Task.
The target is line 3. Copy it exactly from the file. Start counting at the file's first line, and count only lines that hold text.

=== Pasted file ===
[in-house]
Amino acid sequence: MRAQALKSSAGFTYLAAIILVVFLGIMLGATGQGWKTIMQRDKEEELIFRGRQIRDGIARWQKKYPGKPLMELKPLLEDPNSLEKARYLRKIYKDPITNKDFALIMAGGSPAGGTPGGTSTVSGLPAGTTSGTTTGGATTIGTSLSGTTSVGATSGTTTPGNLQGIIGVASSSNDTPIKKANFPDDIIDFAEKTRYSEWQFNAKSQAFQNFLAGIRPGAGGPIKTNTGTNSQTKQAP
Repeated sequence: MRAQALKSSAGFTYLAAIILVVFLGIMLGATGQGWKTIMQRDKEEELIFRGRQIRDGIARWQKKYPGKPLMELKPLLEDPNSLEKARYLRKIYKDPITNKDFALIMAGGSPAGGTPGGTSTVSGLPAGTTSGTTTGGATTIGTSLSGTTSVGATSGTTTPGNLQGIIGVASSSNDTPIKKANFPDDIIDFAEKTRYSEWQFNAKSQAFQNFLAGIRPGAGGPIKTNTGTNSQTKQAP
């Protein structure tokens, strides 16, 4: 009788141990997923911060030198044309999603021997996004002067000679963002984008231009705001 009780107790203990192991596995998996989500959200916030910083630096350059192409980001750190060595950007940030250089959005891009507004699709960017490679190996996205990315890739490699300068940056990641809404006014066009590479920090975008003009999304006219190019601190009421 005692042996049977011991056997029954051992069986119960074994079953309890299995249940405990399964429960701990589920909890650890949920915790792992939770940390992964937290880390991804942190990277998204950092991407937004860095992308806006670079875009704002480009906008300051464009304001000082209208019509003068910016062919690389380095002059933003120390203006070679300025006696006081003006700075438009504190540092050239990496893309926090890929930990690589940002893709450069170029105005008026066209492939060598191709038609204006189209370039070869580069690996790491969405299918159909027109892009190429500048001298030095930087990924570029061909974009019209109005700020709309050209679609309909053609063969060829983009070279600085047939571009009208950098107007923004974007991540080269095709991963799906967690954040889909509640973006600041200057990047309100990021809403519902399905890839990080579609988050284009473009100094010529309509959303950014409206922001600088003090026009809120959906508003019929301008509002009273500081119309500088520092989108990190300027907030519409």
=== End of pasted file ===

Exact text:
Repeated sequence: MRAQALKSSAGFTYLAAIILVVFLGIMLGATGQGWKTIMQRDKEEELIFRGRQIRDGIARWQKKYPGKPLMELKPLLEDPNSLEKARYLRKIYKDPITNKDFALIMAGGSPAGGTPGGTSTVSGLPAGTTSGTTTGGATTIGTSLSGTTSVGATSGTTTPGNLQGIIGVASSSNDTPIKKANFPDDIIDFAEKTRYSEWQFNAKSQAFQNFLAGIRPGAGGPIKTNTGTNSQTKQAP